“What makes this inquest significant is that these prisoners represent sinister influences that will lurk in the world long after their bodies have returned to dust. . . . . And let me make clear that while this law is first applied against German aggressors, the law includes, and if it is to serve a useful purpose it must condemn aggression by any other nations, including those which sit here now in judgment.”
I bring all this up because while Donald Trump is a somewhat ridiculous figure – the last couple weeks seem almost like a Warner Brothers cartoon in which Yosemite Sam somehow becomes president – I believe there is something very ugly growing on the American political right. There are stirrings of an atavistic fascism that is becoming ever bolder and more explicit, and which needs to be firmly and clearly confronted.
Former New York Times war correspondent Chris Hedges wrote last year of this aspect of Donald Trump’s appeal:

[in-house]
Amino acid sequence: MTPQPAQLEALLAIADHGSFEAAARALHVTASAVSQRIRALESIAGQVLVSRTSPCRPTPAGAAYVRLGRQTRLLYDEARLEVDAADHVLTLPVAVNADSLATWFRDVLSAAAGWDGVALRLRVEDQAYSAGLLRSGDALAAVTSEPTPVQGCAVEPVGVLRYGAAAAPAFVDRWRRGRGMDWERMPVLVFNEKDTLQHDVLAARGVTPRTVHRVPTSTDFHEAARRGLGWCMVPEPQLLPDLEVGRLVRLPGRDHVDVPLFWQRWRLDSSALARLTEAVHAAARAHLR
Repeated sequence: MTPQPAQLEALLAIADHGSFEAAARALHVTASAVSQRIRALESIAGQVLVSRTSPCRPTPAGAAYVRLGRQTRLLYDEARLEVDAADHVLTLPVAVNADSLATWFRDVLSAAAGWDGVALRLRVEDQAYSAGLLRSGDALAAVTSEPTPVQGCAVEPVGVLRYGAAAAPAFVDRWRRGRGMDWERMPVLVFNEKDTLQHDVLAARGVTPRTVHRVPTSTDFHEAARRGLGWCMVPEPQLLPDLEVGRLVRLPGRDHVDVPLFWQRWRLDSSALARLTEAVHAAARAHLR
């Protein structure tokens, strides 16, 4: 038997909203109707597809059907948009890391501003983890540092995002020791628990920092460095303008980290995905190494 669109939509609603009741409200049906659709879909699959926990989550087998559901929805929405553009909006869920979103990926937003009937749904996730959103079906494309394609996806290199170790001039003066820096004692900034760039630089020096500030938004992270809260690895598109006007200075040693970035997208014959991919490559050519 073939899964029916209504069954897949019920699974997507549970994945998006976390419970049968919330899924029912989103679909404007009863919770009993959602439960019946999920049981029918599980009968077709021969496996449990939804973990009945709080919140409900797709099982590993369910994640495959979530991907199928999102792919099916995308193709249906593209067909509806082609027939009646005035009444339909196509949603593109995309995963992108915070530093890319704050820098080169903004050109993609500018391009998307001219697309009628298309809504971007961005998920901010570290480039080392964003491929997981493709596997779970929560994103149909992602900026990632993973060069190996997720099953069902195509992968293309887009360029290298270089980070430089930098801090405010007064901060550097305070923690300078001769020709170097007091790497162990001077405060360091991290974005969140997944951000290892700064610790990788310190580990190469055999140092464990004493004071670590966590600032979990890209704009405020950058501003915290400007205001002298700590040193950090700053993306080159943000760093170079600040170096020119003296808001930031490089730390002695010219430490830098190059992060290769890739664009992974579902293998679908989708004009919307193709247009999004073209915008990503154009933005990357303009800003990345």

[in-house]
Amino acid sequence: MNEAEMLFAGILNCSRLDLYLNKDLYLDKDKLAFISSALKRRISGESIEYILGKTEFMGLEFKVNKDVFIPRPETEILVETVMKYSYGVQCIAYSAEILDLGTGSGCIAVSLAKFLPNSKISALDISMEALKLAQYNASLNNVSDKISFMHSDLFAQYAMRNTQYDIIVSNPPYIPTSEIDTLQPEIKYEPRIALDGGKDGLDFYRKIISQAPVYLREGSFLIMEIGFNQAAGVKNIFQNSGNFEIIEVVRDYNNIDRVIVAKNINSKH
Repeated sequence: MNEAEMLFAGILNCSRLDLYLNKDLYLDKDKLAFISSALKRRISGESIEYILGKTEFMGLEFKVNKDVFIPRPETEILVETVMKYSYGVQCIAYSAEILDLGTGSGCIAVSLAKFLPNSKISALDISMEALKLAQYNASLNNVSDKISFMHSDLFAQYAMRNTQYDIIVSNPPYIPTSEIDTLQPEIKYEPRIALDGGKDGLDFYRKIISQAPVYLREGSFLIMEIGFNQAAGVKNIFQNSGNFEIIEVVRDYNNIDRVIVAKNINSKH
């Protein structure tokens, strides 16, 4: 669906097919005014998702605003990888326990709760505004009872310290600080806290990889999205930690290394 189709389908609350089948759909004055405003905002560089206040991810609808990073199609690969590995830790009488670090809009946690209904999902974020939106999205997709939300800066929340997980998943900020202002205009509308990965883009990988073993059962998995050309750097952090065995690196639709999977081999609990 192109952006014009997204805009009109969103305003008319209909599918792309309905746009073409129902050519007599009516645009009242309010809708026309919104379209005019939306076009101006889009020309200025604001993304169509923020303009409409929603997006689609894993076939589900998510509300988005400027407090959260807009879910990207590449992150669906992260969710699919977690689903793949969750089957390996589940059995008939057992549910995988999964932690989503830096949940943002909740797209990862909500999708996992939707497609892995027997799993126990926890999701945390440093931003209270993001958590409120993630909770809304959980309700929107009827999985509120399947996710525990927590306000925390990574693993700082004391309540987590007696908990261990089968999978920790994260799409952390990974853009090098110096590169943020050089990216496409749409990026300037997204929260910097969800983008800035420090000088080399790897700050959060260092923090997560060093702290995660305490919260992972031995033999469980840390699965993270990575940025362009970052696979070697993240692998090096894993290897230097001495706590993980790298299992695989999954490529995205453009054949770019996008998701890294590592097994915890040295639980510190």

Fascist movements build their base not from the politically active but the politically inactive, the ‘losers’ who feel, often correctly, they have no voice or role to play in the political establishment. The sociologist Émile Durkheim warned that the disenfranchisement of a class of people from the structures of society produced a state of “anomie”—a “condition in which society provides little moral guidance to individuals.” Those trapped in this “anomie,” he wrote, are easy prey to propaganda and emotionally driven mass movements. Hannah Arendt, echoing Durkheim, noted that “the chief characteristic of the mass man is not brutality and backwardness, but his isolation and lack of normal social relationships.”In fascism the politically disempowered and disengaged, ignored and reviled by the establishment, discover a voice and a sense of empowerment.
…Fascism is aided and advanced by the apathy of those who are tired of being conned and lied to by a bankrupt liberal establishment, whose only reason to vote for a politician or support a political party is to elect the least worst.